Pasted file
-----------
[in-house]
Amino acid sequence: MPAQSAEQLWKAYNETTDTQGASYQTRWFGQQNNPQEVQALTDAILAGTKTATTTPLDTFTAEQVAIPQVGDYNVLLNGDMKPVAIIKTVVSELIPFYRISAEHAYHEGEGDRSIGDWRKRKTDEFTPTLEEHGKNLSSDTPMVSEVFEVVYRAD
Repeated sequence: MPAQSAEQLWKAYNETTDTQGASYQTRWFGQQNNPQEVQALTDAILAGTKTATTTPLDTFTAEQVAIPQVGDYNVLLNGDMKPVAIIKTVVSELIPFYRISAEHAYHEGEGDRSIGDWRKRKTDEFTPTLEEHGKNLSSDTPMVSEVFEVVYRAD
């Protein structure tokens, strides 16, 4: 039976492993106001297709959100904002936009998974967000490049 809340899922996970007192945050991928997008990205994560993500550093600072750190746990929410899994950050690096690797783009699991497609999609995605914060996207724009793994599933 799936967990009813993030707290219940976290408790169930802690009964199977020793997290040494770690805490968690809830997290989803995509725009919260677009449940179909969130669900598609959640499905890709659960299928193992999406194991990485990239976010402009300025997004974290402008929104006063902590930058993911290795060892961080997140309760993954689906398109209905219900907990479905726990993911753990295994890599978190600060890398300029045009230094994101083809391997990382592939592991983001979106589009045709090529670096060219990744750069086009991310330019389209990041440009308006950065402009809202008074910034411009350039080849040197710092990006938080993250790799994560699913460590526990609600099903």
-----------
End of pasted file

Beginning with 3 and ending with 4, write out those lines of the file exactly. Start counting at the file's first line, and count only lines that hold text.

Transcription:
Repeated sequence: MPAQSAEQLWKAYNETTDTQGASYQTRWFGQQNNPQEVQALTDAILAGTKTATTTPLDTFTAEQVAIPQVGDYNVLLNGDMKPVAIIKTVVSELIPFYRISAEHAYHEGEGDRSIGDWRKRKTDEFTPTLEEHGKNLSSDTPMVSEVFEVVYRAD
């Protein structure tokens, strides 16, 4: 039976492993106001297709959100904002936009998974967000490049 809340899922996970007192945050991928997008990205994560993500550093600072750190746990929410899994950050690096690797783009699991497609999609995605914060996207724009793994599933 799936967990009813993030707290219940976290408790169930802690009964199977020793997290040494770690805490968690809830997290989803995509725009919260677009449940179909969130669900598609959640499905890709659960299928193992999406194991990485990239976010402009300025997004974290402008929104006063902590930058993911290795060892961080997140309760993954689906398109209905219900907990479905726990993911753990295994890599978190600060890398300029045009230094994101083809391997990382592939592991983001979106589009045709090529670096060219990744750069086009991310330019389209990041440009308006950065402009809202008074910034411009350039080849040197710092990006938080993250790799994560699913460590526990609600099903």